Undergraduate Jonathan Jou receives Harvard stem cell summer fellowship

Author: Rebecca Wingert

Jonathan Jou

Jonathan Jou, a junior biological sciences major, is the distinguished recipient of a fellowship to perform research this summer at the Harvard Stem Cell Institute (HSCI) in Cambridge, MA. Jou was selected from a highly competitive applicant pool, open to current students at Harvard or any college or university across the United States and internationally, to participate in the HSCI Summer Internship Program (HIP).  


The fellowship program provides full funding for students to work for 10 weeks in the research laboratory of a Harvard faculty member. In addition, students are exposed to different professional options through a weekly stem cell seminar series that explores career paths in science and through a weekly interactive stem cell class.

Jonathan is a Glynn Family Honors and Biology Research Honors student at Notre Dame, and conducts his honors work under the mentorship of Rebecca Wingert,  Elizabeth and Michael Gallagher Family Professorship in Adult Stem Cell Research and assistant professor of biological sciences.  

Jou has performed independent research in the Wingert laboratory since 2012, having joined the group in his freshman year due to his interest in stem cell biology. Jou’s current research project in the Wingert lab is aimed at identifying the roles of Fibroblast growth factor (Fgf) signaling during zebrafish kidney regeneration. He has used gene expression analysis to identify the prospective sources of Fgf cytokine signaling and the kidney cells that receive the signal. Through his studies, Jou has created innovative approaches to labeling cells within the whole zebrafish kidney organ that allow novel analyses of the physical relationships between renal stem cells and damaged areas of the organ that they regenerate.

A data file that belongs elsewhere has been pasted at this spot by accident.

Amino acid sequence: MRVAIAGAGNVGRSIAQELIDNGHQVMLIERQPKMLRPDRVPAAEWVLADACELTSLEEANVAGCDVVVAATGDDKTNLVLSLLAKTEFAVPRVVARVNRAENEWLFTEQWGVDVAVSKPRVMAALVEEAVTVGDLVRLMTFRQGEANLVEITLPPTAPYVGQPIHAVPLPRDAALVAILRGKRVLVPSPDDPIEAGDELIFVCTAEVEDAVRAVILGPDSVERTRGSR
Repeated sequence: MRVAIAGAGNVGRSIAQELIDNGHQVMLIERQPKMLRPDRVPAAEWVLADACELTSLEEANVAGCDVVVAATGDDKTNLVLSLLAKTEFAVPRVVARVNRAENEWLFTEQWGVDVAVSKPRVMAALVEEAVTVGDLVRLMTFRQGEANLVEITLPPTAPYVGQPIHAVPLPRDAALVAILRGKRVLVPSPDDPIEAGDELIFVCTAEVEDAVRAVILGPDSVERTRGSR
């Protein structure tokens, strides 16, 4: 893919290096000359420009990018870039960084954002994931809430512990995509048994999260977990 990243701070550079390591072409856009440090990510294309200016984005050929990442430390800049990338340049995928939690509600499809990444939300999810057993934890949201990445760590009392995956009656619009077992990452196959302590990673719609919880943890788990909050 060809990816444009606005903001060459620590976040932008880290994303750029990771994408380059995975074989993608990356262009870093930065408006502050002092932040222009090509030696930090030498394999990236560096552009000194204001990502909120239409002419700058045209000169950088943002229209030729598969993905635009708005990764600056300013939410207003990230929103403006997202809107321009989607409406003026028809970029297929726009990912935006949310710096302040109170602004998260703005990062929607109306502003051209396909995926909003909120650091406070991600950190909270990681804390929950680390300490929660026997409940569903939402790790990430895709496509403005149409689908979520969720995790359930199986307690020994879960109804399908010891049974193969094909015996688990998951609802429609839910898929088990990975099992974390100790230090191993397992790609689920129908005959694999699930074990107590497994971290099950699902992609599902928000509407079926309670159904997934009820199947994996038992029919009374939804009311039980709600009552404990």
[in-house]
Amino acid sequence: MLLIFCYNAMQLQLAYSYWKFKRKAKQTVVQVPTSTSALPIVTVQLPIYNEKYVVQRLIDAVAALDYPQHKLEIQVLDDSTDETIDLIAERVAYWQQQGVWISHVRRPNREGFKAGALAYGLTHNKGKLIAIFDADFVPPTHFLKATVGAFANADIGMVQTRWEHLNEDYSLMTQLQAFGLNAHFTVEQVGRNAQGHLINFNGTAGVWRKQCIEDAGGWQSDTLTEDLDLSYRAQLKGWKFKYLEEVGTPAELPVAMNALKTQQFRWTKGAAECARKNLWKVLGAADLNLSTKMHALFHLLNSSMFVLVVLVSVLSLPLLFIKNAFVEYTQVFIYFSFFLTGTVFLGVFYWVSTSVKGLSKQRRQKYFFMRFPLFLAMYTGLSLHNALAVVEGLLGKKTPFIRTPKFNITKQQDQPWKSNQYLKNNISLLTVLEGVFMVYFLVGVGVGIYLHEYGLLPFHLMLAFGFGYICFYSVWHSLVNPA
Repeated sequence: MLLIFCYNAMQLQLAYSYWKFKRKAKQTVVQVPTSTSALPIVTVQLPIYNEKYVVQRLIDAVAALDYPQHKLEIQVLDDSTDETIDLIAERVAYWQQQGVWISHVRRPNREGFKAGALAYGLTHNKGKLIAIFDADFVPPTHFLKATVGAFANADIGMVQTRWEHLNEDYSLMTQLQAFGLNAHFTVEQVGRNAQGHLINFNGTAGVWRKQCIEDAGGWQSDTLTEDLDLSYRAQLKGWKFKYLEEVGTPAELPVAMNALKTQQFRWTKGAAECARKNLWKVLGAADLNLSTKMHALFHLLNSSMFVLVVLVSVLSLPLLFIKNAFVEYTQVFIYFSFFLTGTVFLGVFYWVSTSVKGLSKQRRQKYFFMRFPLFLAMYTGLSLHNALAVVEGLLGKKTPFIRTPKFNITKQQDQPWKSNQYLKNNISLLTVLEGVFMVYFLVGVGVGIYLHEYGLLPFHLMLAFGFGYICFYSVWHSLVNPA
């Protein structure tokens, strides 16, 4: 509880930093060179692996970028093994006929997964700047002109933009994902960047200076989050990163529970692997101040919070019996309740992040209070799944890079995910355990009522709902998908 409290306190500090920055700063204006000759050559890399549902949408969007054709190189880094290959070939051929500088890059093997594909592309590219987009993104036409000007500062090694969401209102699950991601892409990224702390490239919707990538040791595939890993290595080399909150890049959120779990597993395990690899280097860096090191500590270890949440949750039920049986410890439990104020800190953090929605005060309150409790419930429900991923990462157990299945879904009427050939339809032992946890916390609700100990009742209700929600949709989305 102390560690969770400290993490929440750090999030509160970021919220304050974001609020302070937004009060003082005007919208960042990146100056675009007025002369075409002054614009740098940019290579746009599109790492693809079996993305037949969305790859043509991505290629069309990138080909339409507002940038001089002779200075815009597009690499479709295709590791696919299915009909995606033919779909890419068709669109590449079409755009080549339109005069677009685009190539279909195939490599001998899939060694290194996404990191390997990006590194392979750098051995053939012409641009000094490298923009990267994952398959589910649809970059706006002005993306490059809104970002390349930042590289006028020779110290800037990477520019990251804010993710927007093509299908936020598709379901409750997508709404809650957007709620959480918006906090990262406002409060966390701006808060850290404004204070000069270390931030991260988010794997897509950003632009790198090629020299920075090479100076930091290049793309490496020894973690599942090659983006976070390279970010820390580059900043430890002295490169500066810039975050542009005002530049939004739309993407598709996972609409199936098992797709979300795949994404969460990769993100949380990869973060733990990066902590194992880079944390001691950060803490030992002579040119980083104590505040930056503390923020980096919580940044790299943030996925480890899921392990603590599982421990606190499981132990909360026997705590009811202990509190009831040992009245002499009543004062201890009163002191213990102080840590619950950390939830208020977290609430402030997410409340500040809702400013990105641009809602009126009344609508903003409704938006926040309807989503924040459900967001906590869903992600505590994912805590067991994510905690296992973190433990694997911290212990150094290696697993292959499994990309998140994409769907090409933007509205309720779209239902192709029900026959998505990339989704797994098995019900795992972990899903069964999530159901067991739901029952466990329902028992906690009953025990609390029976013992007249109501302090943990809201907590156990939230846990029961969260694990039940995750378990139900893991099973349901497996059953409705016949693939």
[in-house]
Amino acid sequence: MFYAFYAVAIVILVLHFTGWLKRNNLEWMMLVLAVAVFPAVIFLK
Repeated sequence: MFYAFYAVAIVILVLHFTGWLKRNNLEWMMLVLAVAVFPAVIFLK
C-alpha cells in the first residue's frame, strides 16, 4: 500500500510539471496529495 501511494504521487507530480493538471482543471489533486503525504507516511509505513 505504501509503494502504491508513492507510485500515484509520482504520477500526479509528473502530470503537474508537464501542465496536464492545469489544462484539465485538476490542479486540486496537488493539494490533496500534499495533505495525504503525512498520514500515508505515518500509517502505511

This summer, Jou will diversify his research expertise in the stem cell field at Harvard, and hopes to apply his new skills to further augment his upcoming senior thesis work at Notre Dame. The special opportunity to perform regeneration research at another institution will enable Jou to interact with leading stem cell scientists and learn additional cutting-edge techniques. Jou will work in the lab of Jenna Galloway, who uses zebrafish to delineate how the musculoskeletal system develops and regenerates, at the Center for Regenerative Medicine at Massachusetts General Hospital in Boston.

“I am incredibly grateful for this exciting chance to expand my knowledge base in stem cells and interact with other students training in this field,” said Jou.  

“Jonathan is one of our best and brightest undergraduate researchers. Receiving this fellowship is a testament of his accomplishments to date and his outstanding scientific talents. I am very enthusiastic about this new prospect for Jonathan and look forward to hearing about his research exploits upon his return in the fall,” said Dr. Wingert.

This summer, Jou will also convene with the Wingert lab in June as they attend the 11th International Conference on Zebrafish Development and Genetics in Madison, WI, where he will present his novel kidney regeneration work.

Contact: Rebecca A. Wingert, 574-631-0907, rwingert@nd.edu

Originally published by Rebecca Wingert at biology.nd.edu on May 08, 2014.